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advertising for CFI services-holding out

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Seeing the light
Nov 27, 2001
if I put an ad in the paper or on the board at the airport for flight instruction, that's not holding out is it? someone told me it was. I don't see the coflict with the FAR if I'm advertising flight instruction, as a freelancer

No it is not. You are advertising instructor services, not pilot services.
It is holding out, but it is not illegal. Holding out per se, is not illegal.

You may advertise for pilot services and for flight instruction services, without impunity.

You may not hold out as a public conveiance for common carriage for property or personnel without an operating certificate. However, you may sell instruction or pilot services without a problem.

Sell yourself. No one else will.
Right on ... this is absolutely legal. Remember there is a list of exceptions in Part 91 for things that could otherwise be construed as holding out ... flight instruction, banner towing, local sightseeing, glider towing, etc. Go ahead and offer your CFI services all you want, and know that you are squarely within the confines of Part 91 every moment you do so.

Tailwinds, y'all ...

Operating under Part 91 has nothing to do with it. One may advertise instruction or pilot services all one wants. Where holding out becomes an issue is advertising public conveyance or goods or people for hire, without an operating certificate.

For example, one may advertise as a pilot willing to fly an individuals airplane to another location, without a problem. One may not, however, advertise the carriage of people to another location for hire, without an operating certificate.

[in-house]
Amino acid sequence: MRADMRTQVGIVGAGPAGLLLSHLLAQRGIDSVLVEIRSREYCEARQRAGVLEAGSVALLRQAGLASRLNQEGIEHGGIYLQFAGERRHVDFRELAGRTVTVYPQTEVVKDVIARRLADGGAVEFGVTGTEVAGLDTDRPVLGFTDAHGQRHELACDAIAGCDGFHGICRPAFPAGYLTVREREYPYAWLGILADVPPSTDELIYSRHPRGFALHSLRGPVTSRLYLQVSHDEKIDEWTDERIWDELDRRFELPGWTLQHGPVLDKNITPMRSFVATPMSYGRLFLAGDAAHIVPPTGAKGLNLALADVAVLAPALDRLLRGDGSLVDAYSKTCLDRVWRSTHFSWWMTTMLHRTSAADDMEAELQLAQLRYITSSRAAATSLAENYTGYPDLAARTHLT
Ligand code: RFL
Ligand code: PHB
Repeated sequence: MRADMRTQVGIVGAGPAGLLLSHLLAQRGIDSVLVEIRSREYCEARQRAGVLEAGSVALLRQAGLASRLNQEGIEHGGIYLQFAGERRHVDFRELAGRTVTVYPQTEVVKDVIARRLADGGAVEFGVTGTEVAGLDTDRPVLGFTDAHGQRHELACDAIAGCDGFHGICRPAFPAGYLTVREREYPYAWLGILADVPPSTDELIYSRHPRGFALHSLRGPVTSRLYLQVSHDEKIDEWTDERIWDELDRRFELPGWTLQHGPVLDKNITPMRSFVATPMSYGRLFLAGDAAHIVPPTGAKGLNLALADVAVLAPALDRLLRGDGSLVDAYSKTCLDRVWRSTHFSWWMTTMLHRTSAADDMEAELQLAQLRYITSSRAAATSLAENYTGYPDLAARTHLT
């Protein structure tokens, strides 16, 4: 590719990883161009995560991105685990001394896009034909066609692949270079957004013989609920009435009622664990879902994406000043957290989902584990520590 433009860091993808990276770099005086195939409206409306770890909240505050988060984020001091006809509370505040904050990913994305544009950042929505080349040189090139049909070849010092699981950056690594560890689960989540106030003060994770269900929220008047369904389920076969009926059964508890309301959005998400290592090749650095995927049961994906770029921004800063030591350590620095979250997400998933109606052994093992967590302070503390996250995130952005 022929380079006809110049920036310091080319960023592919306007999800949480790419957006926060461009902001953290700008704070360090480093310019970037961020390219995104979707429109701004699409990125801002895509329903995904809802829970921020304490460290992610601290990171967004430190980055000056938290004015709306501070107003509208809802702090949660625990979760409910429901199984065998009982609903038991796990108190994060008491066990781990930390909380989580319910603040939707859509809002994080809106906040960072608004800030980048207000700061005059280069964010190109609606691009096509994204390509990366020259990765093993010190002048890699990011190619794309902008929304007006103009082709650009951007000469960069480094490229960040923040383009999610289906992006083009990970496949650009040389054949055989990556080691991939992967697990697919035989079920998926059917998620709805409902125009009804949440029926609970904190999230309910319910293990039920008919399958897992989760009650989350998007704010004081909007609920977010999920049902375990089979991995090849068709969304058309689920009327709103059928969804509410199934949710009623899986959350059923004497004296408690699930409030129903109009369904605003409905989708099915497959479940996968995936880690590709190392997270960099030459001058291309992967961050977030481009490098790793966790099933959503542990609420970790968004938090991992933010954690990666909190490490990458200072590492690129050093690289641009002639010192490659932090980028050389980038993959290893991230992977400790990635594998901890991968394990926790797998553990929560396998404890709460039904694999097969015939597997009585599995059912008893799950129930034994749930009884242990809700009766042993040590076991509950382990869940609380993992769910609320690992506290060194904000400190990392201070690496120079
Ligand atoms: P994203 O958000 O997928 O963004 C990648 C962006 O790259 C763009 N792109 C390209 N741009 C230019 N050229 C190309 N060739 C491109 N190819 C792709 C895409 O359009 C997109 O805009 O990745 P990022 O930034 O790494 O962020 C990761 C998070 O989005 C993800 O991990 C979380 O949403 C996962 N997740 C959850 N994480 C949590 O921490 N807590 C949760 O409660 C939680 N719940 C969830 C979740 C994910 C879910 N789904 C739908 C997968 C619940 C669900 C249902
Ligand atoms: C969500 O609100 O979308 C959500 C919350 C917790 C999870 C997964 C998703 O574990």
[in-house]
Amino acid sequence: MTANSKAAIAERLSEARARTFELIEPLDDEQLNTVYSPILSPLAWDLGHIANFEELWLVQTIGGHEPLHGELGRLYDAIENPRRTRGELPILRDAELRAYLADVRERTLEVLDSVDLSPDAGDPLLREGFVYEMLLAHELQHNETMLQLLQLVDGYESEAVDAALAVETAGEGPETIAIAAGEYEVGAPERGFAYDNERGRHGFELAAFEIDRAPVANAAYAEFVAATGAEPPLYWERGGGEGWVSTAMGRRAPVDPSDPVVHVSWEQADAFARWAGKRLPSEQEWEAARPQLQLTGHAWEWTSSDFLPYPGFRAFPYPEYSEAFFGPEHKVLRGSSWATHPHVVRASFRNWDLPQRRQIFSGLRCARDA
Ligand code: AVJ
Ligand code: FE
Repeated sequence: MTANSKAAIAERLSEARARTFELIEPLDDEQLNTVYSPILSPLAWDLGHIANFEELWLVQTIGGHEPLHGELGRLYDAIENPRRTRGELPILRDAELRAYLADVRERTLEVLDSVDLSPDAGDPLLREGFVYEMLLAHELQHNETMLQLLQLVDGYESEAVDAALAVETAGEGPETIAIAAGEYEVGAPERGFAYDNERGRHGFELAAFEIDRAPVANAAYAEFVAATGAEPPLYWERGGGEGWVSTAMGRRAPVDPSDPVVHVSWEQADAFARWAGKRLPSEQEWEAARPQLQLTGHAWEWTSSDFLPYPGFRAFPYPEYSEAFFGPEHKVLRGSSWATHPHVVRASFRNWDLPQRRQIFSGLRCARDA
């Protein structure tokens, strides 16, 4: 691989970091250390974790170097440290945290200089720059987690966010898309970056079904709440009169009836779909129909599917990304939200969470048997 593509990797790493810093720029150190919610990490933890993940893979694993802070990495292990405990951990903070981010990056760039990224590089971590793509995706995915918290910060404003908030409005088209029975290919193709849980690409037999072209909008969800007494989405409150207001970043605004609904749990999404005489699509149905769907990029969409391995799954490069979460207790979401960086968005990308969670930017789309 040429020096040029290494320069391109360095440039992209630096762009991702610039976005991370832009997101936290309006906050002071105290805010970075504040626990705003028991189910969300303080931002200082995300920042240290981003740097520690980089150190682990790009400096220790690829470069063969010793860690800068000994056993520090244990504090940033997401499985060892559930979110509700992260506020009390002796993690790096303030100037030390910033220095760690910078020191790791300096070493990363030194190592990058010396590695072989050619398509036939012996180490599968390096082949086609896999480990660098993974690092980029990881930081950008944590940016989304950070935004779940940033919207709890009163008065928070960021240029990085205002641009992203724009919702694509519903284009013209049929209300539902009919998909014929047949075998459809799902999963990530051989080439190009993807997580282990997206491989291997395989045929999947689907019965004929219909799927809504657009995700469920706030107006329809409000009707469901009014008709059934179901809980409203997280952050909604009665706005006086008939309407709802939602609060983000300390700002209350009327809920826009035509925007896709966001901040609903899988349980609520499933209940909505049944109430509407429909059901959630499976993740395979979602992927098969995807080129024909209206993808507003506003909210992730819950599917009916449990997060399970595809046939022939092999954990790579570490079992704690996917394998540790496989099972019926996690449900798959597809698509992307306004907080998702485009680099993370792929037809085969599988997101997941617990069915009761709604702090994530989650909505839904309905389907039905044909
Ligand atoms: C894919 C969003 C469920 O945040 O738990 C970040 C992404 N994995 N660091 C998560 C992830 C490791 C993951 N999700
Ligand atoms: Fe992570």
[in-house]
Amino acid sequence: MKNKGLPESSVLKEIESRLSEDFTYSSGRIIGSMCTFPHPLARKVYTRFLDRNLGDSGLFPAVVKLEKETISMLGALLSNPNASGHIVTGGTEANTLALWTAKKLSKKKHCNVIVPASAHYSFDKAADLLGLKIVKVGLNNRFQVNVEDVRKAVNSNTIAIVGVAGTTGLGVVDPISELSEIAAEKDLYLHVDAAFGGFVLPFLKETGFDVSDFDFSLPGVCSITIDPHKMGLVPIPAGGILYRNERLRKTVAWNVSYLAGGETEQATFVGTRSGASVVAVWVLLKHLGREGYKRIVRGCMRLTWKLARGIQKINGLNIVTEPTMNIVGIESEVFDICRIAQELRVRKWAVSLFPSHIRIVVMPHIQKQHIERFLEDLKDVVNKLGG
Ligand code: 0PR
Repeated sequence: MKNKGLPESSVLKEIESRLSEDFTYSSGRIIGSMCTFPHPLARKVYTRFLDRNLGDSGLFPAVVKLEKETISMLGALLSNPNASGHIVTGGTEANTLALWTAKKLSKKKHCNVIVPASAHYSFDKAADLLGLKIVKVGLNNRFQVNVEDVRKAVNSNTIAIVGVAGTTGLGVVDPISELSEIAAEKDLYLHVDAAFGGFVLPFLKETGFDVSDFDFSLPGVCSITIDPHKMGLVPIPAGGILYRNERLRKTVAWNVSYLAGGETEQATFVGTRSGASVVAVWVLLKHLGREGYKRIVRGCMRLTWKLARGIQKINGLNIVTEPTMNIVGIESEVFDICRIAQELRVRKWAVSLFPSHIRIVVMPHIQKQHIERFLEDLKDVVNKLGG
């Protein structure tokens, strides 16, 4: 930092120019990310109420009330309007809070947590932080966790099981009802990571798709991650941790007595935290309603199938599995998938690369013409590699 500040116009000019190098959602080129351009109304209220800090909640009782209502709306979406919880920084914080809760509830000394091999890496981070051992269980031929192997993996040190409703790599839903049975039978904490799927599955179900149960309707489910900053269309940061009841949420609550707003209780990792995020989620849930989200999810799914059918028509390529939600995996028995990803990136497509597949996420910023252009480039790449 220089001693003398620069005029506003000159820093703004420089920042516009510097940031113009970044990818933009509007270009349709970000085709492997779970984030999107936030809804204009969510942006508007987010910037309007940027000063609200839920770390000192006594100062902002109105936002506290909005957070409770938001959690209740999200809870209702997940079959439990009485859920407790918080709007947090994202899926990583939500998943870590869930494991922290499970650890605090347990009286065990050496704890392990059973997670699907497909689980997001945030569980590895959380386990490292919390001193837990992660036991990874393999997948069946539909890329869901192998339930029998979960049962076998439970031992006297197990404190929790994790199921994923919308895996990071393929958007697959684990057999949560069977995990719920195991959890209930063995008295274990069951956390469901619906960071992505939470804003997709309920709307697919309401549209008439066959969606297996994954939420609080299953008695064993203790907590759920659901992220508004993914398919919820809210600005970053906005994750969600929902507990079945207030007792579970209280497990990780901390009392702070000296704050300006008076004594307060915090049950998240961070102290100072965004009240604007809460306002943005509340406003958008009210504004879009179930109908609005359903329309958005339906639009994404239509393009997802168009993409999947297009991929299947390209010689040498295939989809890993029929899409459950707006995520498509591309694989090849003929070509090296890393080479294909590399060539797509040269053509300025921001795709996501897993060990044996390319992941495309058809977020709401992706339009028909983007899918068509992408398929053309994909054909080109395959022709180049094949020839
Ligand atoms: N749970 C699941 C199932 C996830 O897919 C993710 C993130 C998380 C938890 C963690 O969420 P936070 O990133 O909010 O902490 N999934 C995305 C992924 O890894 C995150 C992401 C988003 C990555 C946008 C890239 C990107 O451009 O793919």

The "who" in who provides the airplane plays a big part.

The actual advertising or services does not require an exeption under Part 91, as there is no prohibition against doing so, at all.
OK, here's a follow up to the original question. We've established that it's OK to advertise for flight instruction. What if that instruction happens in a plane that the instructor owns. Can the instructor make $$ on the aircraft rental as well as the dual given?
Like they said you can advertise your services and the aircraft rental all day long for instruction, sightseeing (within 25 nm of base, aerial photo, etc. Where you would get into trouble is if you offered for compensation (which means you don't even have to get paid if interpreted as value gained - time logged, etc.) to convey people from point A to B. This is Charter under Part 135. Some people try to do it under the guise of instruction, but eventually it will catch up with you.
One taco,

Yes, you can advertise instruction, in your airplane or anybody elses. With respect to transporting people or goods over a distance or between any two points, the intent of the operation must be looked at on a case by case basis. I don't think that was the intent of your question, however.

You seem to be concerned about advertising yourself, and the ramifications of advertising your services if an airplane comes with it. If you're advertising your services for flight instruction, aerial application, etc, then you have no problem.

If you're advertising to carry people or goods from A to B, then you have a problem, if not working under an FAA operating certificate.
What if...

What if the employer is the one who rents the plane and then hiers you to fly it. Keep in mind the employer has the rental in his name eventhough, he is not a pilot. Odds are, nobody would rent to a guy without a ticket and insurance would cover either, but for a hypothetical.

For the purposes of giving flight instruction, nothing changes. If the student owns the airplane then a 100 hour inspection isn't required, but the guidelines for holding out don't change in this respect.

If the owner of the aircraft wishes to hire a pilot to fly him somewhere, or his friends or even his gear, then this is legal. If the pilot provides the aircraft to do the same thing, it's not legal without an operating certificate.

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